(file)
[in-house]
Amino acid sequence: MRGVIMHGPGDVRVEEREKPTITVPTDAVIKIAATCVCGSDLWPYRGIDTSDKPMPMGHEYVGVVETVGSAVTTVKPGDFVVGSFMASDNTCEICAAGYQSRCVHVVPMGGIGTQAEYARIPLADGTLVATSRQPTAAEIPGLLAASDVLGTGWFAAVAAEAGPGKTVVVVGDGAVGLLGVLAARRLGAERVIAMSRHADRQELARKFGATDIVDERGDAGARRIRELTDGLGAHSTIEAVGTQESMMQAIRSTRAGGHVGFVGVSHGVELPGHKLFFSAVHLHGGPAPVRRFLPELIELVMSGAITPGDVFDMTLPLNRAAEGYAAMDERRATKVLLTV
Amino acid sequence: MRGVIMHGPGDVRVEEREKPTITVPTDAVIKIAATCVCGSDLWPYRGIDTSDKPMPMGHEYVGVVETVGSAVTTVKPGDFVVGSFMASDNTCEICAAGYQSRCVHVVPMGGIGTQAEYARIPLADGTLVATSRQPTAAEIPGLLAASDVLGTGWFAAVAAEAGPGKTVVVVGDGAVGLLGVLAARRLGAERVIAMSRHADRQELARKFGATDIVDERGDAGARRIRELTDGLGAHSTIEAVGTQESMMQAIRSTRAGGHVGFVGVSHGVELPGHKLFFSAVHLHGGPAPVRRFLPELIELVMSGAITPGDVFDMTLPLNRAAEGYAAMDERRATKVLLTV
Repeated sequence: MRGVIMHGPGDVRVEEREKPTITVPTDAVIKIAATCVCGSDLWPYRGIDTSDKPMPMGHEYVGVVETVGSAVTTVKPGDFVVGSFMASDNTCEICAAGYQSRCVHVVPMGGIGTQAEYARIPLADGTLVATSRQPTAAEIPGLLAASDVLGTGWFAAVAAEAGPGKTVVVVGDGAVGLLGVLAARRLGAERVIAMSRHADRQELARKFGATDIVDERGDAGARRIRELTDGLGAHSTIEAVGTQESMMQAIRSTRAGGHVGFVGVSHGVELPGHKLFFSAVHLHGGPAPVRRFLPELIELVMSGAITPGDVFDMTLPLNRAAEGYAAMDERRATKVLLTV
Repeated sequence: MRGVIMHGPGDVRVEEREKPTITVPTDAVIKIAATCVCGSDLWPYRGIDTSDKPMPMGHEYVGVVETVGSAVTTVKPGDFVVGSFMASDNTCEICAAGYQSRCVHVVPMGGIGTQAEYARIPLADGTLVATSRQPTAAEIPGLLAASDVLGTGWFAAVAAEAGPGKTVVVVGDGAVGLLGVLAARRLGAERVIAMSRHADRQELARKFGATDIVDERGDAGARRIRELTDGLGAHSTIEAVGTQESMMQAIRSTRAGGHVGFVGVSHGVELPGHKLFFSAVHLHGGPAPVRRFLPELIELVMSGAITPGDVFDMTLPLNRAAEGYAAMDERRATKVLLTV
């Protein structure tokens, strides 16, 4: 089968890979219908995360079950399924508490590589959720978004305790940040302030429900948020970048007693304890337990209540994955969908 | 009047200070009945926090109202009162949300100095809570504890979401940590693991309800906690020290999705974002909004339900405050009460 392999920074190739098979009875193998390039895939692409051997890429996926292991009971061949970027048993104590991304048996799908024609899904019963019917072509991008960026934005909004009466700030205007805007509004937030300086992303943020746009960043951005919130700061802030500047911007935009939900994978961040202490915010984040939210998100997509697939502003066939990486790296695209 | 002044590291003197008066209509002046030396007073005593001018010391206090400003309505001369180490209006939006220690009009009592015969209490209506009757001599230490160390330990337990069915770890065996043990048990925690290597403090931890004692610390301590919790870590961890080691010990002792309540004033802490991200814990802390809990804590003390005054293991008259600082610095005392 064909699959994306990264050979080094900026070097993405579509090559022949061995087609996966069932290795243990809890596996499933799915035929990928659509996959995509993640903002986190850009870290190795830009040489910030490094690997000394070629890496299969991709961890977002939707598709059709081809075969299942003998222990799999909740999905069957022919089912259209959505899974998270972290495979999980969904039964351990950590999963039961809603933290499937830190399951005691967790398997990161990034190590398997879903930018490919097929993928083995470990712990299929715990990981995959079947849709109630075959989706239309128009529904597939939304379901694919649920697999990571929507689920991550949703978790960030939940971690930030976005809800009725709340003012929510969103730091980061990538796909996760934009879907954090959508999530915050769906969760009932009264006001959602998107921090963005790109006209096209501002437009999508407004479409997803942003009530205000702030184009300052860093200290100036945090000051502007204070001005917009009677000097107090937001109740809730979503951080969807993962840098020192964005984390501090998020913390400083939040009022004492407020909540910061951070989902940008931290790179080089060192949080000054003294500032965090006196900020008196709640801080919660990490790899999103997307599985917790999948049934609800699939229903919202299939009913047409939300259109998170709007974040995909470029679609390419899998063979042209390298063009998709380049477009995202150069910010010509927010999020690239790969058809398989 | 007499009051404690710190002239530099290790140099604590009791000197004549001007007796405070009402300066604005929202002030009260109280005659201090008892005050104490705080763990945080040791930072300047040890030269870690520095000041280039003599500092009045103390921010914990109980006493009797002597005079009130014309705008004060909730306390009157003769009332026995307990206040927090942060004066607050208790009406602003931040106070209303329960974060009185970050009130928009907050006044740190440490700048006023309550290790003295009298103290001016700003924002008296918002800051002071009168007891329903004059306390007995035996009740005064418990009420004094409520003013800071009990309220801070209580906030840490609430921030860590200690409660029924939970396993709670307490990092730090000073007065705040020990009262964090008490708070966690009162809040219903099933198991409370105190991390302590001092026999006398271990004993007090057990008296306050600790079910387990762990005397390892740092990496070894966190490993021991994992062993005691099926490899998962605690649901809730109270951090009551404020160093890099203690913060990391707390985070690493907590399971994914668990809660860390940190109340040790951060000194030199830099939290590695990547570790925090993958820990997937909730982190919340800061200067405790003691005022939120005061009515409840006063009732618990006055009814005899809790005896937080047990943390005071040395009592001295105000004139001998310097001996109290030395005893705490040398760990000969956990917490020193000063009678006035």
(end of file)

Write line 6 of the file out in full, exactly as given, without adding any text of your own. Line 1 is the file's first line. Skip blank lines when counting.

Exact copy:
């Protein structure tokens, strides 16, 4: 089968890979219908995360079950399924508490590589959720978004305790940040302030429900948020970048007693304890337990209540994955969908 | 009047200070009945926090109202009162949300100095809570504890979401940590693991309800906690020290999705974002909004339900405050009460 392999920074190739098979009875193998390039895939692409051997890429996926292991009971061949970027048993104590991304048996799908024609899904019963019917072509991008960026934005909004009466700030205007805007509004937030300086992303943020746009960043951005919130700061802030500047911007935009939900994978961040202490915010984040939210998100997509697939502003066939990486790296695209 | 002044590291003197008066209509002046030396007073005593001018010391206090400003309505001369180490209006939006220690009009009592015969209490209506009757001599230490160390330990337990069915770890065996043990048990925690290597403090931890004692610390301590919790870590961890080691010990002792309540004033802490991200814990802390809990804590003390005054293991008259600082610095005392 064909699959994306990264050979080094900026070097993405579509090559022949061995087609996966069932290795243990809890596996499933799915035929990928659509996959995509993640903002986190850009870290190795830009040489910030490094690997000394070629890496299969991709961890977002939707598709059709081809075969299942003998222990799999909740999905069957022919089912259209959505899974998270972290495979999980969904039964351990950590999963039961809603933290499937830190399951005691967790398997990161990034190590398997879903930018490919097929993928083995470990712990299929715990990981995959079947849709109630075959989706239309128009529904597939939304379901694919649920697999990571929507689920991550949703978790960030939940971690930030976005809800009725709340003012929510969103730091980061990538796909996760934009879907954090959508999530915050769906969760009932009264006001959602998107921090963005790109006209096209501002437009999508407004479409997803942003009530205000702030184009300052860093200290100036945090000051502007204070001005917009009677000097107090937001109740809730979503951080969807993962840098020192964005984390501090998020913390400083939040009022004492407020909540910061951070989902940008931290790179080089060192949080000054003294500032965090006196900020008196709640801080919660990490790899999103997307599985917790999948049934609800699939229903919202299939009913047409939300259109998170709007974040995909470029679609390419899998063979042209390298063009998709380049477009995202150069910010010509927010999020690239790969058809398989 | 007499009051404690710190002239530099290790140099604590009791000197004549001007007796405070009402300066604005929202002030009260109280005659201090008892005050104490705080763990945080040791930072300047040890030269870690520095000041280039003599500092009045103390921010914990109980006493009797002597005079009130014309705008004060909730306390009157003769009332026995307990206040927090942060004066607050208790009406602003931040106070209303329960974060009185970050009130928009907050006044740190440490700048006023309550290790003295009298103290001016700003924002008296918002800051002071009168007891329903004059306390007995035996009740005064418990009420004094409520003013800071009990309220801070209580906030840490609430921030860590200690409660029924939970396993709670307490990092730090000073007065705040020990009262964090008490708070966690009162809040219903099933198991409370105190991390302590001092026999006398271990004993007090057990008296306050600790079910387990762990005397390892740092990496070894966190490993021991994992062993005691099926490899998962605690649901809730109270951090009551404020160093890099203690913060990391707390985070690493907590399971994914668990809660860390940190109340040790951060000194030199830099939290590695990547570790925090993958820990997937909730982190919340800061200067405790003691005022939120005061009515409840006063009732618990006055009814005899809790005896937080047990943390005071040395009592001295105000004139001998310097001996109290030395005893705490040398760990000969956990917490020193000063009678006035």